No, your name does not look more interesting in that giant blue Old English script. In fact, I can't read it at all, because my computer doesn't have that font, and so it just created a completely unintelligible mess, which of course reflects on you because your resume is all I have to go on.

Just stick to common fonts like Arial, Tahoma, and Times New Roman unless you're a designer, and even then, no more than two fonts in a resume, please.

2. More than two pages.

I know that some of you are thinking "Are you crazy? How could I possibly fit my many years of important experience on just two pages?!" By editing, that's how.

A resume is not a chronicle of your life. It is a summary of pertinent experience. It's a short story, not a novel, and it's your job to figure how to tell that story in the space you have, and that's two pages.

3. No positioning statement or objective.

Am I supposed to just look at your experience and magically know what kind of job you are aiming for? While what you have done is important, what you want to do next is important, too.

The experience section is about your past, but this new job opportunity is about your future, and it's a wasted opportunity if your resume doesn't clearly indicate the kind of job you are aiming for.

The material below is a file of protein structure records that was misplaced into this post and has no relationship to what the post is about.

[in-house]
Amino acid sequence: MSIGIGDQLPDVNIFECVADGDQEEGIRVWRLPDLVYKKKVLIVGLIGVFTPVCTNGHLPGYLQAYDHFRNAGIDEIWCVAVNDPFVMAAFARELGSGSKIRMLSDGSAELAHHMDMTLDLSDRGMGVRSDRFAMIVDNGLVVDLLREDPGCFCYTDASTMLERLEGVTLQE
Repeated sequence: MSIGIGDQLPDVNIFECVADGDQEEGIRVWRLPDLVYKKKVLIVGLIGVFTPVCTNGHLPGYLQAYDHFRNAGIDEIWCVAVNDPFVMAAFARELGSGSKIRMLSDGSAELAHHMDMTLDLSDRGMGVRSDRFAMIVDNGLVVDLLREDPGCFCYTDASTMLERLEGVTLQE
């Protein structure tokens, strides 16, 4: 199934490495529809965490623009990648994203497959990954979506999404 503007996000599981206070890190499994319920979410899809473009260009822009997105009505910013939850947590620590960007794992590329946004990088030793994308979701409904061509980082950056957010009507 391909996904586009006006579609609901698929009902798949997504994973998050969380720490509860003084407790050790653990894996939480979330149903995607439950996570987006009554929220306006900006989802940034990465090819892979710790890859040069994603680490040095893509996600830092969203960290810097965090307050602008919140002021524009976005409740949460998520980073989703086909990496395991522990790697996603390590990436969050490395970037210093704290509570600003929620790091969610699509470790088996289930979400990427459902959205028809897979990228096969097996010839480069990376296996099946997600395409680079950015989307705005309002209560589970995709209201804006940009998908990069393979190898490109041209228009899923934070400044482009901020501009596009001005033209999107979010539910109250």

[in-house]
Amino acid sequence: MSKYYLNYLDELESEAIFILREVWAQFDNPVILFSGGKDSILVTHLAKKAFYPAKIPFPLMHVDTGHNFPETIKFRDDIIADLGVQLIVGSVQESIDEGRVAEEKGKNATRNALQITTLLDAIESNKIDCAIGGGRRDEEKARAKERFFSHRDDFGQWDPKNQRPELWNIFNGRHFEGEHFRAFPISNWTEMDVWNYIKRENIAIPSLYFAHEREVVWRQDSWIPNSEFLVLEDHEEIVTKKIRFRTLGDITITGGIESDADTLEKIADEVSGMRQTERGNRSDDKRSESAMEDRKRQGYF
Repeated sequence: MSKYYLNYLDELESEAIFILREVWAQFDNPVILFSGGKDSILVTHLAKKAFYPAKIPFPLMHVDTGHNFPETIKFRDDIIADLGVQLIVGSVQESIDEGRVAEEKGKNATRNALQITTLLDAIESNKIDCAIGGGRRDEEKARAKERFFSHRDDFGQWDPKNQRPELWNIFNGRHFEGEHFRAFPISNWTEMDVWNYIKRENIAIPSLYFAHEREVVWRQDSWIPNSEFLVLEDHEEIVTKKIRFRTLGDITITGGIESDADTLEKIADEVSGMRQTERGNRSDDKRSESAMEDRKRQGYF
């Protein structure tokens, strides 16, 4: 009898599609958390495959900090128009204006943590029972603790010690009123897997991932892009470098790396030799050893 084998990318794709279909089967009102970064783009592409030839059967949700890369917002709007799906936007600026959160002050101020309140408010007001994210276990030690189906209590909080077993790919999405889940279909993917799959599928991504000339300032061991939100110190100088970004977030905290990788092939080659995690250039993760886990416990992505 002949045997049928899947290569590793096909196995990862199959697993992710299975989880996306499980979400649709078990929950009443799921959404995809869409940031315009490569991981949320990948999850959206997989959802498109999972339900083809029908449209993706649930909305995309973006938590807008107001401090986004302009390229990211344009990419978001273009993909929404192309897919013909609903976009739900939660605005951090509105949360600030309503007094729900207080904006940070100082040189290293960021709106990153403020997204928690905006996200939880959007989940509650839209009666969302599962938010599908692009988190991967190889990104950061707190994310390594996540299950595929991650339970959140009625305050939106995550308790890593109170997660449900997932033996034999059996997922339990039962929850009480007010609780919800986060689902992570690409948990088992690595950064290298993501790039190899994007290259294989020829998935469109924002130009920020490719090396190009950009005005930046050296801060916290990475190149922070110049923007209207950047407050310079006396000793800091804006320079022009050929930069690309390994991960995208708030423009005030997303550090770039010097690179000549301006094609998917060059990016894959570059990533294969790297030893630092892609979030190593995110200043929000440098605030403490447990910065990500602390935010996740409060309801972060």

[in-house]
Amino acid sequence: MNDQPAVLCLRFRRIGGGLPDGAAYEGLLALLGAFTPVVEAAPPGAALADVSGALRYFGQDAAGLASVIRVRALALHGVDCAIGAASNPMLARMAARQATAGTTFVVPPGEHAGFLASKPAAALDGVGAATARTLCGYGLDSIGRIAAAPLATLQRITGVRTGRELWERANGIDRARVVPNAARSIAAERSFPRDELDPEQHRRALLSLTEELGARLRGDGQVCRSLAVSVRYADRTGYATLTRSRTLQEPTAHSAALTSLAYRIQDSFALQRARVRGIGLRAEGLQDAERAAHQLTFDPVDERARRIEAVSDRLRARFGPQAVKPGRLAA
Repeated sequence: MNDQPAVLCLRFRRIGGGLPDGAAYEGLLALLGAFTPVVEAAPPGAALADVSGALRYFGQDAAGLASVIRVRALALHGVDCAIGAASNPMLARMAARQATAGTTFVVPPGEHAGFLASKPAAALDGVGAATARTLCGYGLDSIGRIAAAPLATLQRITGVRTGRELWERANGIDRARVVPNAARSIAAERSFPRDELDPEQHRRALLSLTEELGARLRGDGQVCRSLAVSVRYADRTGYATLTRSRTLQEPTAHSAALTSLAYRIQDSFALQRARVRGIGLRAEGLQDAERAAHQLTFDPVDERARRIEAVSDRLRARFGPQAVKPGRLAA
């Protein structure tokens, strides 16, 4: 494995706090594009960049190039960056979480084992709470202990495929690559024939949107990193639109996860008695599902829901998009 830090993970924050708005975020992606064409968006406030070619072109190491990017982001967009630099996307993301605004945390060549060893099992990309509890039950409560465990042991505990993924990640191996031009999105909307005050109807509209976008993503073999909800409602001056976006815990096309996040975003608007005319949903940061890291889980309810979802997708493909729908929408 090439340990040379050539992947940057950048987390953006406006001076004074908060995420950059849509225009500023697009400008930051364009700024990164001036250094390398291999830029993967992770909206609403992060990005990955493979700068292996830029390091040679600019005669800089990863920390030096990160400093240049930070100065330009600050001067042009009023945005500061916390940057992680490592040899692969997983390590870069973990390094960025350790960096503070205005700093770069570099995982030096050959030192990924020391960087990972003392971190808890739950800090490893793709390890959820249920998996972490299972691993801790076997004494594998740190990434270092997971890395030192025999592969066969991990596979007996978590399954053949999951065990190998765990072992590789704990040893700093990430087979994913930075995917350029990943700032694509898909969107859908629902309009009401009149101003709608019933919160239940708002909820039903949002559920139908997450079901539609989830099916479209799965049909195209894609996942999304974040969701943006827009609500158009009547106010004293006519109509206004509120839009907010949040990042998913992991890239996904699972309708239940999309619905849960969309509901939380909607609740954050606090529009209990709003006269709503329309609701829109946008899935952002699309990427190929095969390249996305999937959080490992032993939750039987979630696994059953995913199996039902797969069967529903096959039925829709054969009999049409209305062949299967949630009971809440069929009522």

4. Missing or hard-to-find contact information.

Don't put your contact information in miniature letters on the bottom of your resume because you think it looks cool. That's not where I'm going to look for it.

Include your phone, email and LinkedIn profile at the top of the page. Make it easy for people to contact you, not hard.

5. Too-much-information email addresses.

I get resumes all the time from people using the email address from their current job, which makes me question their loyalty and judgment. In many companies, your corporate email account is monitored, so it might even get you fired.

And leave the clever emails off, even if you really are a proudgrandpa or hotdancingqueen For your job search, get an email account that uses your name.

6. Corporate gobbledygook.

The definition of gobbledygook is "wordy and generally unintelligible jargon" and that pretty much nails a large percentage of resumes I get. It's as if people are so freaked out by writing their resume that they forget how to speak English.